This book was written to facilitate the scholars engaged in research on various aspects of Mizo culture and History. This rare book was reprinted by the Tribal Research Institute, Aizawl with the help of grants received from the Department of Education, Government of Mizoram. It chronologically traces the origin and development of Assam Rifles. It also covers the gradual pacification of Assam since the British Power was first compelled to interfere in its affairs and closes with chapter on the ancient ruins of historical Interest found in various parts of the Province. It consisted of specially recruited Gurkha rank and file commanded by British officers on secondment from the Indian Army. This is a comprehensive history with good detail of operations in the Chin Hills, Naga Hills, Abor, Lushai etc. Bibliography, Index, Apps: list of former COs, notes on affiliations with Gurkha units, notes on Assam Rifles organization changes from 1863 onwards, 84 mono photos, one plate, 6 maps.
About The Author:-L. W. Shakespeare, Colonel in 2nd Gorkhas, more than five articles printed in Army review on or before October 1912. In this connection a remark of Commander Bellairs, R. N. is very important. L. W. Shakespeare endeavored to collect materials from all to me possible sources and weaving them into narrative form to produce something useful and readable at least for those who care about that little-known but very interesting corner of India. Without certain of the books mentioned in the bibliography this could not have been attempted and I desire to record my high appreciation of, and indebtedness to the particular labors of their authors; and my gratitude to the Librarian of the Imperial Library Calcutta for his personal assistance so courteously given.
In the earlier years of the province the Frontier Police being one body, they are dealt with as such until the 'sixties, when this body was divided into territorial units, as it were. From then onwards to the Great War separate chapters deal with the life and doings of each individual unit or Military Police Battalion, as they came to be designated on the reorganization of the Frontier Police and border defense in 1882. From 1914 on the history deals with the Force as a whole, for its activities in this last period embraced detachments from all battalions.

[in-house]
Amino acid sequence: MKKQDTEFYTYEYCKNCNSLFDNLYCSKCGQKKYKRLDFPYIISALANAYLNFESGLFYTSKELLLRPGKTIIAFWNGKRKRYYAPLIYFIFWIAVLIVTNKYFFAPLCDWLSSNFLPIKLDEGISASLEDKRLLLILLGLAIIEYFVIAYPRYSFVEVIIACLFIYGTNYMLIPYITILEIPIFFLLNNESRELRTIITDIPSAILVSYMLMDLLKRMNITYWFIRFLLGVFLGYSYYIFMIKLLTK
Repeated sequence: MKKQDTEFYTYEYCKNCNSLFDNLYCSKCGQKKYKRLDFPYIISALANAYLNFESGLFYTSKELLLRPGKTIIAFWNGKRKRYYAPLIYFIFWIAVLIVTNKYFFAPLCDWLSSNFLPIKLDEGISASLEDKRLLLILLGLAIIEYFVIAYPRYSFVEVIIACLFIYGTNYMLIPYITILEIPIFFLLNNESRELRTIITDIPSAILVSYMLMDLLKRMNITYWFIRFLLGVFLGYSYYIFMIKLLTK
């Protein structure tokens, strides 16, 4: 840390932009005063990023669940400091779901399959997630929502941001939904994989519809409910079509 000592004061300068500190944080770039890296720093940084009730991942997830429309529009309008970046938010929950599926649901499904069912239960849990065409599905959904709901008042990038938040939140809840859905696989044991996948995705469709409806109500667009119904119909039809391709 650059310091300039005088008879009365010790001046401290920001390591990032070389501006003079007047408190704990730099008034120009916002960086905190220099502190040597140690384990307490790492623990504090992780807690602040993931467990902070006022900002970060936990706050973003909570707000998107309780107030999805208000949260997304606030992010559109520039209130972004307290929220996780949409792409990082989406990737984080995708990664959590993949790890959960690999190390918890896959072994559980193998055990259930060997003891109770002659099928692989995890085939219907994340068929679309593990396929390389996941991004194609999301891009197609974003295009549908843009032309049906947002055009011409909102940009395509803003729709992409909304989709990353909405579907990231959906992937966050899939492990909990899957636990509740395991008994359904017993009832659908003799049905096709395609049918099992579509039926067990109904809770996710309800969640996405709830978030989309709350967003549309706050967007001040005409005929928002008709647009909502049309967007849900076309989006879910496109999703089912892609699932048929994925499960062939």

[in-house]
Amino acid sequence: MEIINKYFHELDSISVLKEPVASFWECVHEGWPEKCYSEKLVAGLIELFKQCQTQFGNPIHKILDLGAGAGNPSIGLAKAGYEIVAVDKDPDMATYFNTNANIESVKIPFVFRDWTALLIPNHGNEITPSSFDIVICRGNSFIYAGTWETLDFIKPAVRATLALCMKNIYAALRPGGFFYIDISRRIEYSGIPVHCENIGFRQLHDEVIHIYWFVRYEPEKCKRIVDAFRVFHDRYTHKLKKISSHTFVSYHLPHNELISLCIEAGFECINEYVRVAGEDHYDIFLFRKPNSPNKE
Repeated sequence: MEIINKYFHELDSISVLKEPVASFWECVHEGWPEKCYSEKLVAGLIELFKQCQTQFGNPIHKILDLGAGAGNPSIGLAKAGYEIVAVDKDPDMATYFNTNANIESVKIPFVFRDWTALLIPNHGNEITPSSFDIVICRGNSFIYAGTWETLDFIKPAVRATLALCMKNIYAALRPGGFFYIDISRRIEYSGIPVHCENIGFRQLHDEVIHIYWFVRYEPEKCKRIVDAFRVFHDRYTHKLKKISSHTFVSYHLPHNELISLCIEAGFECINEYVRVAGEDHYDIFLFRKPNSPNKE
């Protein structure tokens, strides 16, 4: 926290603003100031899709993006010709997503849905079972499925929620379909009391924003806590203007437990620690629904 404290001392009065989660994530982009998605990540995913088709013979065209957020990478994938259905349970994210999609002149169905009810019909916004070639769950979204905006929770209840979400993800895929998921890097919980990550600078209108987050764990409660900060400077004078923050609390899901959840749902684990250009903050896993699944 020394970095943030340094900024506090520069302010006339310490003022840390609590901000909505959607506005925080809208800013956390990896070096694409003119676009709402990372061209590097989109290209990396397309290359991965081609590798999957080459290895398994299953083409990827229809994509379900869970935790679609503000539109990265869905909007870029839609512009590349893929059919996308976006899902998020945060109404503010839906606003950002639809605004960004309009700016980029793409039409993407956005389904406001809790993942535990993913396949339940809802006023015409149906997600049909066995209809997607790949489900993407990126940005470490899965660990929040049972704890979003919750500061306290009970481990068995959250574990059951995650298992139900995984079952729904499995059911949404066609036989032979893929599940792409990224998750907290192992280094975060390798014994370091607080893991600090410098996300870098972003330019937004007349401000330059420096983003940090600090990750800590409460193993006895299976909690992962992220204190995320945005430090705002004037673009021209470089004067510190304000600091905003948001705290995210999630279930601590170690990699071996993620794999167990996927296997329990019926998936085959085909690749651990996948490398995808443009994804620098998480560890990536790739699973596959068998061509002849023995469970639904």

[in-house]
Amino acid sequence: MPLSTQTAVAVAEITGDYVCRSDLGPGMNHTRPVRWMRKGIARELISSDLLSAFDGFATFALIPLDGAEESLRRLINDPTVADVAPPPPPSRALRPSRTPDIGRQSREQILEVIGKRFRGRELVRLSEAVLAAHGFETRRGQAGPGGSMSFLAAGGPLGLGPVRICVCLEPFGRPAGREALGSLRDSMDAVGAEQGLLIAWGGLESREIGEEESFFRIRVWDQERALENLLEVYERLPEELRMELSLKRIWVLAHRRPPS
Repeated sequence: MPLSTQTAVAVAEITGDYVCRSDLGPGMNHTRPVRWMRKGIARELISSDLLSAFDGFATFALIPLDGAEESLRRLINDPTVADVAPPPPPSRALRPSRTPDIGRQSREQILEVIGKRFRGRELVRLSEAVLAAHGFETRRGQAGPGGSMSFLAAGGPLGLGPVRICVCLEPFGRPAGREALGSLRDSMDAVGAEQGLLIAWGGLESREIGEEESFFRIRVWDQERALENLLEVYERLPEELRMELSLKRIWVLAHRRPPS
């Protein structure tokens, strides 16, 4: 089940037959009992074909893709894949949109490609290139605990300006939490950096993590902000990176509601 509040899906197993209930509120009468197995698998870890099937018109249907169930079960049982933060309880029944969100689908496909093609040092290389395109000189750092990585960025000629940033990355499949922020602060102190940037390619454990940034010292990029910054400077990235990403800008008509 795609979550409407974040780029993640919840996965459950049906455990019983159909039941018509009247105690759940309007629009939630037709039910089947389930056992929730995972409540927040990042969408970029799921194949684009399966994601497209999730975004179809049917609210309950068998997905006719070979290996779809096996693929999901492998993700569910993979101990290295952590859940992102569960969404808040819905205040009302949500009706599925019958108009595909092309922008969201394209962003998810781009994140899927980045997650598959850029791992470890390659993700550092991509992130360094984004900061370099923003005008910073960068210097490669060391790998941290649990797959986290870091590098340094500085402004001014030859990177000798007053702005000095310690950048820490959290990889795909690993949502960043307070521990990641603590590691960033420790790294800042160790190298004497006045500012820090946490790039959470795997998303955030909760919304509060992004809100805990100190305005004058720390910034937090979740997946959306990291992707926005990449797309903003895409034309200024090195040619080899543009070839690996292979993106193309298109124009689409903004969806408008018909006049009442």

The Assam Rifles, whose units have recently been affiliated with the different groups of Gorkha regiments of the Indian Army, have had, as will be seen in these pages, a career of not far short of a century, full of arduous undertakings and borderland service connected with their duties as Wardens of our long N.-E.Marches of India. They have taken their share in the heat and burden and stress of every expedition officially recognized as such or otherwise, labours which formerly have too frequently passed un- noticed, and in spite of the recent depletion of their ranks, due to temporary economic reasons, it is pleasant to read the remarks of the Governor of Assam in the last Police Review for 1925. These run: "Notwithstanding the reduction in the complement of British officers and men and the undue strains consequently placed on the remainder of the battalions, the Force surpasses its former high standard of efficiency. Generally the last year's record (1924) has been one with which officers and men have every reason to be satisfied, and the Governor-in-Council congratulates the several Commandants who have succeeded in spite of difficulties in maintaining the high traditions of the Assam Rifles."
**Contents and Sample Pages**
Art & Culture (777)
Emperor & Queen (486)
Send as free online greeting card
Email a Friend